Synchronicity - it’s more than the title of an album by The Police. It’s the force of coincidence. It’s hearing a word spoken out-loud at the exact instance you read the same word. It’s the call out of the blue from the old friend you were just thinking about. I mention this because of the role synchronicity has in this review.
I created this blog both as an archive for my old writings on comic books and a springboard from which to write about a variety of new subjects. Old and New. Past and Future. Looking Back and Moving Forward. And I thought to myself how fitting it would be symbolically if the first comic review of My Geeky Geeky Ways were to echo that theme in some fashion
How fortunate that the invisible hand of fate has seen fit to give me such a book in a title that just came out this week - DC Retroactive: Green Lantern – The 90s #1. This title is doubly fitting: not only because the DC Retroactive Series was based around the concept of allowing classic creative teams to work once more with characters they worked with previously but because as I’ve noted before, the first book I ever bought when I first became interested in comics was a Green Lantern title by Ron Marz.
That is synchronicity in action, my friends.
There’s always a danger with nostalgia that a second glance might not match up with your memories. How many of us have watched an old cartoon from our youth and been left wondering what we ever saw in it? Thankfully, there are no such dangers with this book.
The story is a real treat for old-time Green Lantern fans, being set not too long after Marz’s last multi-issue Green Lantern story (GL Volume 3, Issues #120-124), where Kyle Rayner was kidnapped by The Controllers (Think The Guardians Of The Universe, only more fascist) and nearly converted into one of their shock-troops. One of those shock-troops, a young man named Martin Van Wyck (a.k.a. Effigy) attacks the JLA Watchtower and it’s up to Kyle to bring the villainous pyromancer to justice.
Marz’s writing is as good as it ever was, with his take on Kyle Rayner being instantly sympathetic and relatable to new readers. The action and dialogue flow well, with Kyle’s status - at the time of this story – as the last Green Lantern in the entire universe being established smoothly through Kyle’s internal monologue as he wishes that he had some way of calling for back-up.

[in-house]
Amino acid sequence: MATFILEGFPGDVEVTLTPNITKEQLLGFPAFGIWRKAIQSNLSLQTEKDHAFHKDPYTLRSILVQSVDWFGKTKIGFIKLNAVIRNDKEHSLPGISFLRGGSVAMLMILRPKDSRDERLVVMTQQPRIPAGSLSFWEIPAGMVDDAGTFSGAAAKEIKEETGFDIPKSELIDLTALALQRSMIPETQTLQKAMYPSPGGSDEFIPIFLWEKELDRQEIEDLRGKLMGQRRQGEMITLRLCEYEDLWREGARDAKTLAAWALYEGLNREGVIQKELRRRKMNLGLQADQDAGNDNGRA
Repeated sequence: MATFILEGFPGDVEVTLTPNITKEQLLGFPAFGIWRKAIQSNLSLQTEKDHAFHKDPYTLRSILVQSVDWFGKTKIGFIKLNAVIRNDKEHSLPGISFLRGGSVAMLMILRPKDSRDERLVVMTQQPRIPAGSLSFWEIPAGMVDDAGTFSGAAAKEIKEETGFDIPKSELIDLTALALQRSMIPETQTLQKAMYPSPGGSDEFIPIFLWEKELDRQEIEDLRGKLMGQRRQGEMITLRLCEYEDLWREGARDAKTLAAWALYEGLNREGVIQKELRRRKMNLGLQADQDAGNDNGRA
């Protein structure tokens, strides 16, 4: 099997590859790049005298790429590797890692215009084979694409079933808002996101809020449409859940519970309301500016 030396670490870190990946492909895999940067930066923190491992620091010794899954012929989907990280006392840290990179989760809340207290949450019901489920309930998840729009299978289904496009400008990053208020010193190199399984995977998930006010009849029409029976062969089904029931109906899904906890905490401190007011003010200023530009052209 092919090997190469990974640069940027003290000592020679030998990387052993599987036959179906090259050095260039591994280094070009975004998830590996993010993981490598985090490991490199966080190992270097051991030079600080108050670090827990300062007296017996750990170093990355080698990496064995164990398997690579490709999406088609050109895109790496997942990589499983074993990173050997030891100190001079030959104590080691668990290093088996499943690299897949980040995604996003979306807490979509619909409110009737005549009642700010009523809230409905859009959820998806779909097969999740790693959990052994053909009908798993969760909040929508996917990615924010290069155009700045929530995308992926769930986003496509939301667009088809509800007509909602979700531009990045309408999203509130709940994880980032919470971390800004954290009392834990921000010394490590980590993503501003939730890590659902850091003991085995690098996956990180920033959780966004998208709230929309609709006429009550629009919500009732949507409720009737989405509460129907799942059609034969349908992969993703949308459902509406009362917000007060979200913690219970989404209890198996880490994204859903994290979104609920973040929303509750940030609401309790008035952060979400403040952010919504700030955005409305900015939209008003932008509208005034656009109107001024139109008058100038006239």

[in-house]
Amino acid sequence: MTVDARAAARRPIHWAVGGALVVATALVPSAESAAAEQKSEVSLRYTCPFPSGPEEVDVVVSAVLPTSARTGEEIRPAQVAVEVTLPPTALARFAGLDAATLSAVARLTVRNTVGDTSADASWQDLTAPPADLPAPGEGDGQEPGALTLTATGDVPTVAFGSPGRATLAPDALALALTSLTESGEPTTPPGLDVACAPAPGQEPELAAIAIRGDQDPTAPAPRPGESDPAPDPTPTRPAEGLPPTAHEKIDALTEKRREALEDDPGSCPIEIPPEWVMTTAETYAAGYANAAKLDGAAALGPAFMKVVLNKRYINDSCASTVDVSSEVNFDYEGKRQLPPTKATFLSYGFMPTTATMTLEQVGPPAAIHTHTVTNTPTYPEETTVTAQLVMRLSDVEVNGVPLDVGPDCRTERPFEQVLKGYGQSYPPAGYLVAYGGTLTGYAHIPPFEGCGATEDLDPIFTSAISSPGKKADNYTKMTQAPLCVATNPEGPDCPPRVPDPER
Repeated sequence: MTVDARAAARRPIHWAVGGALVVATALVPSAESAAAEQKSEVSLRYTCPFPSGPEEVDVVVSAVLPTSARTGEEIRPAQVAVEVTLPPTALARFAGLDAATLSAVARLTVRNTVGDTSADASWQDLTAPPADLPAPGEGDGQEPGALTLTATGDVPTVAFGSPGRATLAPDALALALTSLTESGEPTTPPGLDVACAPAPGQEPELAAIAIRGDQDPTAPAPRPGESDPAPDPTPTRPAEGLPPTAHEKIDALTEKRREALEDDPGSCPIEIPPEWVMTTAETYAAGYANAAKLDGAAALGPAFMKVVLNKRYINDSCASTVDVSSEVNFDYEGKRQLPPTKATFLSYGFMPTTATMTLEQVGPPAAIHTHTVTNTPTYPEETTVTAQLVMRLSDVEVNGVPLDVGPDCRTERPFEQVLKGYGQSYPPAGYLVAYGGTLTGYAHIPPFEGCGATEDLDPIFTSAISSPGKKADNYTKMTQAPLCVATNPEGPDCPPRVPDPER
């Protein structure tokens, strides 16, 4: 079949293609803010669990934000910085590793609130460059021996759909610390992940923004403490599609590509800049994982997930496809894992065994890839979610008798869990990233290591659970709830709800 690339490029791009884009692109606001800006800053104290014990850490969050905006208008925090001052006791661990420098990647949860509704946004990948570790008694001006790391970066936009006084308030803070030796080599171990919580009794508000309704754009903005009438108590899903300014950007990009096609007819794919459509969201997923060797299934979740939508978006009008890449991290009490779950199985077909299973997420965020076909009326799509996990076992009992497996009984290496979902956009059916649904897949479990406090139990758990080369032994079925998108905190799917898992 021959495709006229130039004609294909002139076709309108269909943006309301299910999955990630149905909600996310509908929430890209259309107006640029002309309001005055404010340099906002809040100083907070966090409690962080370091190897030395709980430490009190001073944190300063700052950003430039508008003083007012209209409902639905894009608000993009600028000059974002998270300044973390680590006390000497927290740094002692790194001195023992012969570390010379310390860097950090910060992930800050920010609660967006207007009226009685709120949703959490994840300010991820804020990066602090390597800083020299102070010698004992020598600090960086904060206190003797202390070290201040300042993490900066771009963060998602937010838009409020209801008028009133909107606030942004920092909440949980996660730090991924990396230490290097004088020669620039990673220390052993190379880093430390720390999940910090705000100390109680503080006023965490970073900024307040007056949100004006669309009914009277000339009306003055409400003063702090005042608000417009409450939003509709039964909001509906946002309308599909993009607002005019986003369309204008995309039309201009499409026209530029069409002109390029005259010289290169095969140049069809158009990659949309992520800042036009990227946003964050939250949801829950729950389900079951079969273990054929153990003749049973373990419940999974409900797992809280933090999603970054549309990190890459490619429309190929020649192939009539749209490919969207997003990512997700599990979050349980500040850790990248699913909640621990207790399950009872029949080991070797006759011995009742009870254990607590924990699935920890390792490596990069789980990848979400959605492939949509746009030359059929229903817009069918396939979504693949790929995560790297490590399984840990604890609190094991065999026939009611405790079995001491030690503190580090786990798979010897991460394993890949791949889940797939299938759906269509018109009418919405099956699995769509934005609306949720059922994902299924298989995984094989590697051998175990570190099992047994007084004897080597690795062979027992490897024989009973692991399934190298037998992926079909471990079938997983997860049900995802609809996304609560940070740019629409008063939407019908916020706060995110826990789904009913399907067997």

Marz even manages to tie up a loose end from the plot of his original Green Lantern run. At the end of the original Marz story, Effigy was left a brainwashed pawn of The Controllers, marooned in deep space. Months later, after a new writer took over the title, Effigy was back on Earth with no explanation. This story, while not giving us the details of exactly how Effigy overcame his brainwashing, does explain just how he was able to return to Earth. It’s a nice little treat for those fans who remember the original story.
The art is just as amazing as I remember, too. The one thing I think most of us remember from the Green Lantern stories of the time was how amazing and intricate the constructs looked when Darryl Banks was doing the pencils. I don’t know what artist Darryl Banks has been up to over the past few years and information on-line is similarly sketchy (no pun intended) but we can only hope that DC Comics will offer him a regular position on a book sometime soon.
The one downside to this book is the $4.99 price tag. The second half of the book reprints a classic Marz/Banks story from the 1990s (GL Vol. 3, #78, to be precise) which most die-hard Green Lantern fans like myself are already likely to own. Mind you, it IS a good story but it does burn my gut to have to buy it a second time just to get the new material.
On the other hand, the price is less than the cost of two full comics and the issue reprinted is a good jumping-on issue for new readers. It’s also a story that has never been collected in any of the previous Green Lantern trades, making this book a great deal for newbie Green Lantern fans. So maybe the old men like me can bite our tongues, open our wallets and be thankful that some of the material that got us into the game is being passed on to the next generation.